What's the Problem With Celebrity Crucifixions?

Now that so much ink has been spilled over Madonna’s foreign adoption, some folks have all but forgotten about the on-going debate over whether the Material Star should be permitted to crucify herself on NBC.  At issue is a scene in Madonna’s concert in which she’s hung on a cross wearing a crown of thorns while she belts out “Live to Tell.”

Madonna and her representatives claim the scene is not disrespectful to the Christian church.  In fact, the Associated Press reported that the singer who likes to shock said the performance is a “plea to the audience to encourage mankind to help one another and to see the world as a unified whole.  I believe in my heart that if Jesus were alive today He would be doing the same thing.”

Message to Madonna:  Christians do believe that Jesus is alive today—alive and well and living in heaven and in the hearts of all believers.  Upset by Madonna’s New Age hypocrisy, a number of church-goers and members of the clergy managed to wage a successful e-mail protest campaign, flooding NBC with electronic objections to Madonna’s shameless attack on the Christian faith.

Now, there are some who say that the wise thing for Christians to do is to simply ignore Madonna’s latest tirade.  They say that, by drawing attention to Madonna’s act, the American Family Association and other family-oriented and faith-based groups could simply be boosting Madonna’s ratings.  Also, liberal critics say that, in a pluralistic society, people should be free to view whatever they want on television—even if it involves a pop star desecrating an image considered to be sacred by Christians.  According to this line of thought, the First Amendment guarantees the right to free expression—even if the expression is highly offensive to some people.  And who is the American Family Association to judge what should and should not be shown on television?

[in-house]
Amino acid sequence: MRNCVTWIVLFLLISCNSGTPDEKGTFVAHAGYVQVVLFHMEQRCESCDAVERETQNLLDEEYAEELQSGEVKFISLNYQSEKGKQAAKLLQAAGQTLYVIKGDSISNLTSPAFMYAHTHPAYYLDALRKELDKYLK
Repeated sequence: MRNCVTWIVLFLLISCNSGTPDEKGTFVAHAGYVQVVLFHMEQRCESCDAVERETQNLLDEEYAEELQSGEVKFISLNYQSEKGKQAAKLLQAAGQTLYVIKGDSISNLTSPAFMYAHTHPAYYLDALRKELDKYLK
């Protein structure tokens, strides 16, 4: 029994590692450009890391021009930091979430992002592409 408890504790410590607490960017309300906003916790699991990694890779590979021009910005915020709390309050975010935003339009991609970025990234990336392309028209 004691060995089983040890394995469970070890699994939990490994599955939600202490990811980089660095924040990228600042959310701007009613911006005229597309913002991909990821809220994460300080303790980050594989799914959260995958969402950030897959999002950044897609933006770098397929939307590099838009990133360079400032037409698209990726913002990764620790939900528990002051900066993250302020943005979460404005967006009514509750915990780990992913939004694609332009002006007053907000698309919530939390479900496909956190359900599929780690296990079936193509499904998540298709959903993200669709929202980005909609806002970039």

But this type of reasoning fails to recognize the fact that there are certain lines that should not be crossed—especially in a medium that is freely accessible to children.  What if Madonna had decided to burn a model of Mohammed in effigy during her concert?  Or re-enact the killing of the courageous Holocaust victim Anne Frank?  Or take a rifle and shooting a statue of Buddha?  

I also have to wonder what some free speech enthusiasts would think if NBC aired footage of a gay activist being hanged?  Or an abortionist being put to death in an electric chair?

It seems in our society today that it is perfectly acceptable among the media elites to “Christian-bash.”  Christians can be routinely mocked for their faith and their images can be degraded.    So-called artists routinely find ways to depict Jesus and His mother in some of the vilest ways possible—soaked in urine, in sexual poses, and the like.   If we do, indeed, live in a pluralistic society, shouldn’t religious imagery from all faiths be treated with respect?  How can the media show respect for one faith and contempt for another?

According to the Christian faith, anyone who follows Jesus may face persecution.  But to be a persecutor undermines one’s humanity and leads to a society in which life seems brutish and short.

A little more compassion from media executives for people of the Christian persuasion will go a long way toward healing the wounds that divide America.  

Madonna has the free will to do whatever she wants onstage—but that doesn’t mean that the networks have any obligation to air it—especially when it represents a blatant form of hate speech.